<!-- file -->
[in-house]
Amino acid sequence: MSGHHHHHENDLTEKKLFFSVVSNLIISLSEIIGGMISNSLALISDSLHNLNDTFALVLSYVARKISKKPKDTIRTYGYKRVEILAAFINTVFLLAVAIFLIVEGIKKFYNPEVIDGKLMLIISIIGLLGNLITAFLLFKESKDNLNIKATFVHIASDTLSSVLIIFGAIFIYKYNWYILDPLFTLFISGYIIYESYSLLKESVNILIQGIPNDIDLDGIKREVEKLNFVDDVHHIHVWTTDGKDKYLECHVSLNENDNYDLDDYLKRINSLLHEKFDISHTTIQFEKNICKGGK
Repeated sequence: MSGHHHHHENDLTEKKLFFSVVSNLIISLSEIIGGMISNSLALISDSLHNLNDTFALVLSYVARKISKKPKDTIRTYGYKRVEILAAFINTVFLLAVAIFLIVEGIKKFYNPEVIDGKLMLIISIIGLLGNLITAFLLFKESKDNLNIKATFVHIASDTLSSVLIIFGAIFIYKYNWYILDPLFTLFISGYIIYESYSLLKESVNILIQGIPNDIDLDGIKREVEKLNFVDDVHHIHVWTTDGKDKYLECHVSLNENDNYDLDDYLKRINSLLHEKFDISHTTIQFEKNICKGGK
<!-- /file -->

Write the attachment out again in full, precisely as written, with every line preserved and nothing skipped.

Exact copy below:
[in-house]
Amino acid sequence: MSGHHHHHENDLTEKKLFFSVVSNLIISLSEIIGGMISNSLALISDSLHNLNDTFALVLSYVARKISKKPKDTIRTYGYKRVEILAAFINTVFLLAVAIFLIVEGIKKFYNPEVIDGKLMLIISIIGLLGNLITAFLLFKESKDNLNIKATFVHIASDTLSSVLIIFGAIFIYKYNWYILDPLFTLFISGYIIYESYSLLKESVNILIQGIPNDIDLDGIKREVEKLNFVDDVHHIHVWTTDGKDKYLECHVSLNENDNYDLDDYLKRINSLLHEKFDISHTTIQFEKNICKGGK
Repeated sequence: MSGHHHHHENDLTEKKLFFSVVSNLIISLSEIIGGMISNSLALISDSLHNLNDTFALVLSYVARKISKKPKDTIRTYGYKRVEILAAFINTVFLLAVAIFLIVEGIKKFYNPEVIDGKLMLIISIIGLLGNLITAFLLFKESKDNLNIKATFVHIASDTLSSVLIIFGAIFIYKYNWYILDPLFTLFISGYIIYESYSLLKESVNILIQGIPNDIDLDGIKREVEKLNFVDDVHHIHVWTTDGKDKYLECHVSLNENDNYDLDDYLKRINSLLHEKFDISHTTIQFEKNICKGGK